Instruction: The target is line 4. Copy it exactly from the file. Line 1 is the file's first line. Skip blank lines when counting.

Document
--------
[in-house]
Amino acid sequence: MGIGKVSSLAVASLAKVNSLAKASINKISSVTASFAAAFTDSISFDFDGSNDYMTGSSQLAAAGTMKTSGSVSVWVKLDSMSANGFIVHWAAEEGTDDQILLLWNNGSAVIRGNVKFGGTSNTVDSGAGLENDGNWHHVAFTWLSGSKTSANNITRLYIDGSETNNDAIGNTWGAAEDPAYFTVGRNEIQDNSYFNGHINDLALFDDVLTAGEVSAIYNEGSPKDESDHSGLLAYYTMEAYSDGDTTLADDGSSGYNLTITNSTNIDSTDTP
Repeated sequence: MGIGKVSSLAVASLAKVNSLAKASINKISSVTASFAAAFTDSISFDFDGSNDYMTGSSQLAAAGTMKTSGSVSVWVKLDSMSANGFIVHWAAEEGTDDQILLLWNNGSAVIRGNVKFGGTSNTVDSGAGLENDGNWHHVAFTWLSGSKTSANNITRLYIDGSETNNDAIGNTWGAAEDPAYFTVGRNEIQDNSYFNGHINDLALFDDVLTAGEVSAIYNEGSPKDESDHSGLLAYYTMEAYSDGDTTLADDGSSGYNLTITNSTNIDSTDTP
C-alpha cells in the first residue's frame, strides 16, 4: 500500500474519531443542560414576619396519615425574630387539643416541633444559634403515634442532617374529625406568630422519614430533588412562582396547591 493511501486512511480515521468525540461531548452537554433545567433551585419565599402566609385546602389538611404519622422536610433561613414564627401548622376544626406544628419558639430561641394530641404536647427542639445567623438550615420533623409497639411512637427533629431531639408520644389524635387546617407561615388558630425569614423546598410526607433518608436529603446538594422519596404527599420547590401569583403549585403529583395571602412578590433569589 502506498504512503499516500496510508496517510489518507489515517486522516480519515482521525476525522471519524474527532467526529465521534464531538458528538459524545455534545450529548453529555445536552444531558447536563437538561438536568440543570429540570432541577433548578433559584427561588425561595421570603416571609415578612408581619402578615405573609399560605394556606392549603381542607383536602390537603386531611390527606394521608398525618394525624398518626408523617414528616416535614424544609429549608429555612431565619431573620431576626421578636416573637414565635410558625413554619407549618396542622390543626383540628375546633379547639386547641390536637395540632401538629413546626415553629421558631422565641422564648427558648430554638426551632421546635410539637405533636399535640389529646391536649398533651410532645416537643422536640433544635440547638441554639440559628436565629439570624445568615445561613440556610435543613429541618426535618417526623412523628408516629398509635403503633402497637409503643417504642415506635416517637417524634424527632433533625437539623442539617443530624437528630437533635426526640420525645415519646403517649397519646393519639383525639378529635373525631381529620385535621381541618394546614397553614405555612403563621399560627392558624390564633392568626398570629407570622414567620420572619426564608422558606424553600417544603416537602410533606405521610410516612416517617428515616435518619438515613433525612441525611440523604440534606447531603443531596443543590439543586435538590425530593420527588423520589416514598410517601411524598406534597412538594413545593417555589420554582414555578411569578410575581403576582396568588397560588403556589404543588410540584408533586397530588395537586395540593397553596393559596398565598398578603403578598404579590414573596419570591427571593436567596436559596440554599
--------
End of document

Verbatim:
C-alpha cells in the first residue's frame, strides 16, 4: 500500500474519531443542560414576619396519615425574630387539643416541633444559634403515634442532617374529625406568630422519614430533588412562582396547591 493511501486512511480515521468525540461531548452537554433545567433551585419565599402566609385546602389538611404519622422536610433561613414564627401548622376544626406544628419558639430561641394530641404536647427542639445567623438550615420533623409497639411512637427533629431531639408520644389524635387546617407561615388558630425569614423546598410526607433518608436529603446538594422519596404527599420547590401569583403549585403529583395571602412578590433569589 502506498504512503499516500496510508496517510489518507489515517486522516480519515482521525476525522471519524474527532467526529465521534464531538458528538459524545455534545450529548453529555445536552444531558447536563437538561438536568440543570429540570432541577433548578433559584427561588425561595421570603416571609415578612408581619402578615405573609399560605394556606392549603381542607383536602390537603386531611390527606394521608398525618394525624398518626408523617414528616416535614424544609429549608429555612431565619431573620431576626421578636416573637414565635410558625413554619407549618396542622390543626383540628375546633379547639386547641390536637395540632401538629413546626415553629421558631422565641422564648427558648430554638426551632421546635410539637405533636399535640389529646391536649398533651410532645416537643422536640433544635440547638441554639440559628436565629439570624445568615445561613440556610435543613429541618426535618417526623412523628408516629398509635403503633402497637409503643417504642415506635416517637417524634424527632433533625437539623442539617443530624437528630437533635426526640420525645415519646403517649397519646393519639383525639378529635373525631381529620385535621381541618394546614397553614405555612403563621399560627392558624390564633392568626398570629407570622414567620420572619426564608422558606424553600417544603416537602410533606405521610410516612416517617428515616435518619438515613433525612441525611440523604440534606447531603443531596443543590439543586435538590425530593420527588423520589416514598410517601411524598406534597412538594413545593417555589420554582414555578411569578410575581403576582396568588397560588403556589404543588410540584408533586397530588395537586395540593397553596393559596398565598398578603403578598404579590414573596419570591427571593436567596436559596440554599